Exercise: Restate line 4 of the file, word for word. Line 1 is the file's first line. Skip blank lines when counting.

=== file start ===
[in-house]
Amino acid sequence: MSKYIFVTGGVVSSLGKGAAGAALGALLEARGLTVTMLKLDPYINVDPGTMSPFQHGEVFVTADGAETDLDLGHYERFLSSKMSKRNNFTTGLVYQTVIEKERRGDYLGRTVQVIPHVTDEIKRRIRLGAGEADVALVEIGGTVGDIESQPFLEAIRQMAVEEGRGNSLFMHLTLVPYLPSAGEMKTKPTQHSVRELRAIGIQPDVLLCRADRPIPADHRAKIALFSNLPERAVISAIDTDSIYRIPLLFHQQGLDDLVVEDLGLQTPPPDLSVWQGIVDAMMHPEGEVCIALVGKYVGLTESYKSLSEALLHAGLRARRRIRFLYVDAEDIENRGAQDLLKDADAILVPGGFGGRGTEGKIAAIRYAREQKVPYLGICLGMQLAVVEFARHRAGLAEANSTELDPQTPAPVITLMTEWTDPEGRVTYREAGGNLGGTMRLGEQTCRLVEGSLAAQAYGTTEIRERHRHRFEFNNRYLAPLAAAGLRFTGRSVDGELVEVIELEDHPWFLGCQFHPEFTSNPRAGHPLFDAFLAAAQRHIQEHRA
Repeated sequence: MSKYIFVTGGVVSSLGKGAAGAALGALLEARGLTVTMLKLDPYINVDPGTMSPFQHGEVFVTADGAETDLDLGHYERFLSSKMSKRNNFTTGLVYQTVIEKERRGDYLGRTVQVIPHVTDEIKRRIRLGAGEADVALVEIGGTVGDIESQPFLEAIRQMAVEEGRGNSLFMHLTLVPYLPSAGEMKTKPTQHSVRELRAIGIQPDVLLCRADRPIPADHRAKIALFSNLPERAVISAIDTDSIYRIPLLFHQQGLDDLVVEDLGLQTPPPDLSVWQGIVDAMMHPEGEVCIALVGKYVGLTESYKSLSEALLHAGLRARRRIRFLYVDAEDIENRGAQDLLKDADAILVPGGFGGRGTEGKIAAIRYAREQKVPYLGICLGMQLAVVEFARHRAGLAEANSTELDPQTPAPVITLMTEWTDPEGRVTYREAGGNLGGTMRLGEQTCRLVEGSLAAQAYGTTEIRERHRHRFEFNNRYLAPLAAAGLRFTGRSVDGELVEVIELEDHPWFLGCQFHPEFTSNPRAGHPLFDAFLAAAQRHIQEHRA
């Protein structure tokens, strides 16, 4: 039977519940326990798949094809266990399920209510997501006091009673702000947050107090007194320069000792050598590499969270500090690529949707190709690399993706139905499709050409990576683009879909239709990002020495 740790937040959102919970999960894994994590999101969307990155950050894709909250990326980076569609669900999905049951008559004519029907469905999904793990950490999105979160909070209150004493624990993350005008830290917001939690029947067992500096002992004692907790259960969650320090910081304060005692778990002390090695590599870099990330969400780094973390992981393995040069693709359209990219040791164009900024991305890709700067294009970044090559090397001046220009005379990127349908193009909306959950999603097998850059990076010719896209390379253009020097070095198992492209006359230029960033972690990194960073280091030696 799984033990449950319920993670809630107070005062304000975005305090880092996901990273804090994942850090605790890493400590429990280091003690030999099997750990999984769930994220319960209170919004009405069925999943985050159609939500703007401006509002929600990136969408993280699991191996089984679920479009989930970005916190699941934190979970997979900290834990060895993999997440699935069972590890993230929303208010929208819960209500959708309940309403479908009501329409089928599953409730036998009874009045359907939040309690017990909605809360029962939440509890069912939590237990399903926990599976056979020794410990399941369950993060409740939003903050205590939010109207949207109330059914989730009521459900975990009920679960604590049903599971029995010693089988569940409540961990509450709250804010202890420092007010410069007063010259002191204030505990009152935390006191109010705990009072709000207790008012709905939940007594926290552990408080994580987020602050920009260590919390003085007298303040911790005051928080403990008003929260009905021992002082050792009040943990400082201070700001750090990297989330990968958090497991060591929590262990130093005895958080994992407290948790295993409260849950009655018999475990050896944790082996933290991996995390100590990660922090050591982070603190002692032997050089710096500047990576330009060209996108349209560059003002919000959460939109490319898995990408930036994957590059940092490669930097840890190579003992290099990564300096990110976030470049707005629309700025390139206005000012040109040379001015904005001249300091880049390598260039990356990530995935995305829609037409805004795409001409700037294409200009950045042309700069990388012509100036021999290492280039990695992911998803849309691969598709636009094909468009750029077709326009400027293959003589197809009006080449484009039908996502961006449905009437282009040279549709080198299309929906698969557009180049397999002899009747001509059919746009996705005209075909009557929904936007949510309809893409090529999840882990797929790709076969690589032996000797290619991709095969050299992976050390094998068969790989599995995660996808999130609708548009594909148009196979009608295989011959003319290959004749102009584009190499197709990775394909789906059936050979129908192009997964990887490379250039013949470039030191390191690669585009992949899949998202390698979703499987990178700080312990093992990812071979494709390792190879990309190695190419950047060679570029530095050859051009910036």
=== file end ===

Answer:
């Protein structure tokens, strides 16, 4: 039977519940326990798949094809266990399920209510997501006091009673702000947050107090007194320069000792050598590499969270500090690529949707190709690399993706139905499709050409990576683009879909239709990002020495 740790937040959102919970999960894994994590999101969307990155950050894709909250990326980076569609669900999905049951008559004519029907469905999904793990950490999105979160909070209150004493624990993350005008830290917001939690029947067992500096002992004692907790259960969650320090910081304060005692778990002390090695590599870099990330969400780094973390992981393995040069693709359209990219040791164009900024991305890709700067294009970044090559090397001046220009005379990127349908193009909306959950999603097998850059990076010719896209390379253009020097070095198992492209006359230029960033972690990194960073280091030696 799984033990449950319920993670809630107070005062304000975005305090880092996901990273804090994942850090605790890493400590429990280091003690030999099997750990999984769930994220319960209170919004009405069925999943985050159609939500703007401006509002929600990136969408993280699991191996089984679920479009989930970005916190699941934190979970997979900290834990060895993999997440699935069972590890993230929303208010929208819960209500959708309940309403479908009501329409089928599953409730036998009874009045359907939040309690017990909605809360029962939440509890069912939590237990399903926990599976056979020794410990399941369950993060409740939003903050205590939010109207949207109330059914989730009521459900975990009920679960604590049903599971029995010693089988569940409540961990509450709250804010202890420092007010410069007063010259002191204030505990009152935390006191109010705990009072709000207790008012709905939940007594926290552990408080994580987020602050920009260590919390003085007298303040911790005051928080403990008003929260009905021992002082050792009040943990400082201070700001750090990297989330990968958090497991060591929590262990130093005895958080994992407290948790295993409260849950009655018999475990050896944790082996933290991996995390100590990660922090050591982070603190002692032997050089710096500047990576330009060209996108349209560059003002919000959460939109490319898995990408930036994957590059940092490669930097840890190579003992290099990564300096990110976030470049707005629309700025390139206005000012040109040379001015904005001249300091880049390598260039990356990530995935995305829609037409805004795409001409700037294409200009950045042309700069990388012509100036021999290492280039990695992911998803849309691969598709636009094909468009750029077709326009400027293959003589197809009006080449484009039908996502961006449905009437282009040279549709080198299309929906698969557009180049397999002899009747001509059919746009996705005209075909009557929904936007949510309809893409090529999840882990797929790709076969690589032996000797290619991709095969050299992976050390094998068969790989599995995660996808999130609708548009594909148009196979009608295989011959003319290959004749102009584009190499197709990775394909789906059936050979129908192009997964990887490379250039013949470039030191390191690669585009992949899949998202390698979703499987990178700080312990093992990812071979494709390792190879990309190695190419950047060679570029530095050859051009910036």